Google launches revenue-sharing news reading service

Amid all the concern from news organizations about Google News, the online giant has launched Fast Flip, a news reading service from which Google will share ad revenues with publishers.

Fast Flip, according to a story in The New York Times, “allows users to view news articles from dozens of major publishers and
flip through them as quickly as they would the pages of a magazine.”

Google places ads around the articles and shares the revenue with the publishers who have signed on. The percentage that will go to publishers was not disclosed, but Google said publishers will “receive the majority.”

The organizations that have signed on include: BBC News, The New York Times, The Washington Post, Newsweek, Cosmopolitan, The Atlantic, Esquire, Good Housekeeping, Salon and Slate.

Krishna Bharat, a distinguished researcher at Google who developed Google News in 2002 explained part of the reasoning behind Fast Flip to the Times:

“Browsing news on the Web is much slower than it is in print. When it is fast, people will look at more news and more ads, and that’s something that publishers want to see.”

Dave Coursey at PCWorld isn’t impressed so far. He wrote on his Tech Inciter blog:

“Google’s new Fast Flip news-er interface is a bit of a puzzle. It doesn’t seem very fast and also doesn’t flip pages, but slides them across the screen.

“I want to like anything Google does that makes life easier for readers, but Fast Flip can make news harder to access, not easier. Your experience may vary.”

But he does add:

“The bottom line is that some people will find it a more natural way to read their daily newspaper online, especially if they like one or more publications and want to read a number of stories from each…If you don’t know what you are looking for, Fast Flip will present a number of publications at once and let you flip, er, slide through them. The idea is supposed to mimic how you might use a real newspaper or magazine. But, since my computer has a screen and isn’t made of paper, the mimicry leaves a lot to be desired in terms of user experience. And the page rendering is hard on the eyes.”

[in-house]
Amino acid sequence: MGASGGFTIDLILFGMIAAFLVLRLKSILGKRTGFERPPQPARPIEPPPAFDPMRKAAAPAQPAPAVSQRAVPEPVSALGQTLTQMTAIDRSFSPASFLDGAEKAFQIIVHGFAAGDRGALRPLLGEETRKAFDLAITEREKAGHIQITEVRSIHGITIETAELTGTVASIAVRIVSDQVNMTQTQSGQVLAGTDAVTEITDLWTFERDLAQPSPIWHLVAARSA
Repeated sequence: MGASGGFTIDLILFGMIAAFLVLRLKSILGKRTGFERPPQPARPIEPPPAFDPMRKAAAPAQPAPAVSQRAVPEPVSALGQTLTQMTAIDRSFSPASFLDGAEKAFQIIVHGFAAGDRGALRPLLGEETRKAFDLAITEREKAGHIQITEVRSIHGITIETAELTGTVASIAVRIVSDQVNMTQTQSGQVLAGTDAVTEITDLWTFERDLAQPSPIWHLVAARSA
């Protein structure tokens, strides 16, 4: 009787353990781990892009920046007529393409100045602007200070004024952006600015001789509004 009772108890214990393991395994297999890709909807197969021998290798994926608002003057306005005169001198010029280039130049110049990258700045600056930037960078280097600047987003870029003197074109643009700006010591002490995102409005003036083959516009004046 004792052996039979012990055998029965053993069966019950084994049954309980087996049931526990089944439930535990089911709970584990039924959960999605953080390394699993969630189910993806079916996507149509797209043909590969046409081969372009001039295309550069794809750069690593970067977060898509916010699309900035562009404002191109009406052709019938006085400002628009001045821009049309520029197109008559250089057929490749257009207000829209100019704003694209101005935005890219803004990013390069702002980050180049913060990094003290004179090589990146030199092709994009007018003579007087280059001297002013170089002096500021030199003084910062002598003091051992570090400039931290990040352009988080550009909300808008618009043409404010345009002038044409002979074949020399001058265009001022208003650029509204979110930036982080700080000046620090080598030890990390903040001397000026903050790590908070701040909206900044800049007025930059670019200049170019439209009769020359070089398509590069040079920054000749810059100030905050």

But Mercedes Bunz at The Guardian disagrees. She wrote on the PDA Digital Content blog:

“Google focusing on quality journalism isn’t enough to save the world’s broadsheets. But it is good for Google’s image.

“Why, then, does this project feel so exciting? Fast Flip offers a very visually orientated reading experience. One we know from print. One we love print for. To be able to understand information visually by the pictures or even just the size of a story is an important difference from standard web browsing. When you finish flipping through a whole newspaper, you have the good feeling, as if you have accomplished something. You feel informed. Did you ever have that feeling at the end of a session clicking through a news portal? Exactly.”

The only way to decide if it works for you is to try it for yourself.